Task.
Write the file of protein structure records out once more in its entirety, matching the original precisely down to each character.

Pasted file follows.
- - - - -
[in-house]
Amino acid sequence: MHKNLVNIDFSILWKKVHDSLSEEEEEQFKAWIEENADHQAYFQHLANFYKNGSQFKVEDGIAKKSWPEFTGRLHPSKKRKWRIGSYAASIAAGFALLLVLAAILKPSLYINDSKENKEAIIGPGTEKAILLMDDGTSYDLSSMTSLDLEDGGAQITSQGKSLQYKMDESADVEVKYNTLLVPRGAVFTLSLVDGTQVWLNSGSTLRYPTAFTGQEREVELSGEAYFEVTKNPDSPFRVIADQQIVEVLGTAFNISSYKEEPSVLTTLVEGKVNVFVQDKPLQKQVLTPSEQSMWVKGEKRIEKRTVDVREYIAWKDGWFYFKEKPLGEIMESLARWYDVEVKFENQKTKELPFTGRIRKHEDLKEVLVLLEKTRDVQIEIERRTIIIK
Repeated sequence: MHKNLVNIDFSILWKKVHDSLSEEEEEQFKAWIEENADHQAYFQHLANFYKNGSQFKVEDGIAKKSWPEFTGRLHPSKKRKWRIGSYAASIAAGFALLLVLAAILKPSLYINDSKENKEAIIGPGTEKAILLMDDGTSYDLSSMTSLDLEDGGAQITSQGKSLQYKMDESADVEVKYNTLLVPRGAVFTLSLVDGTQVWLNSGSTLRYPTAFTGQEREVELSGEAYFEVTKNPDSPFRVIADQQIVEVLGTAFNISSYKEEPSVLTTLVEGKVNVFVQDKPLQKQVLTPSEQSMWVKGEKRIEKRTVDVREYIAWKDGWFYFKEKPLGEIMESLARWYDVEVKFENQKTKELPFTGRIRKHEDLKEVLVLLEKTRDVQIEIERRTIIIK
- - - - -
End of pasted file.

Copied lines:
[in-house]
Amino acid sequence: MHKNLVNIDFSILWKKVHDSLSEEEEEQFKAWIEENADHQAYFQHLANFYKNGSQFKVEDGIAKKSWPEFTGRLHPSKKRKWRIGSYAASIAAGFALLLVLAAILKPSLYINDSKENKEAIIGPGTEKAILLMDDGTSYDLSSMTSLDLEDGGAQITSQGKSLQYKMDESADVEVKYNTLLVPRGAVFTLSLVDGTQVWLNSGSTLRYPTAFTGQEREVELSGEAYFEVTKNPDSPFRVIADQQIVEVLGTAFNISSYKEEPSVLTTLVEGKVNVFVQDKPLQKQVLTPSEQSMWVKGEKRIEKRTVDVREYIAWKDGWFYFKEKPLGEIMESLARWYDVEVKFENQKTKELPFTGRIRKHEDLKEVLVLLEKTRDVQIEIERRTIIIK
Repeated sequence: MHKNLVNIDFSILWKKVHDSLSEEEEEQFKAWIEENADHQAYFQHLANFYKNGSQFKVEDGIAKKSWPEFTGRLHPSKKRKWRIGSYAASIAAGFALLLVLAAILKPSLYINDSKENKEAIIGPGTEKAILLMDDGTSYDLSSMTSLDLEDGGAQITSQGKSLQYKMDESADVEVKYNTLLVPRGAVFTLSLVDGTQVWLNSGSTLRYPTAFTGQEREVELSGEAYFEVTKNPDSPFRVIADQQIVEVLGTAFNISSYKEEPSVLTTLVEGKVNVFVQDKPLQKQVLTPSEQSMWVKGEKRIEKRTVDVREYIAWKDGWFYFKEKPLGEIMESLARWYDVEVKFENQKTKELPFTGRIRKHEDLKEVLVLLEKTRDVQIEIERRTIIIK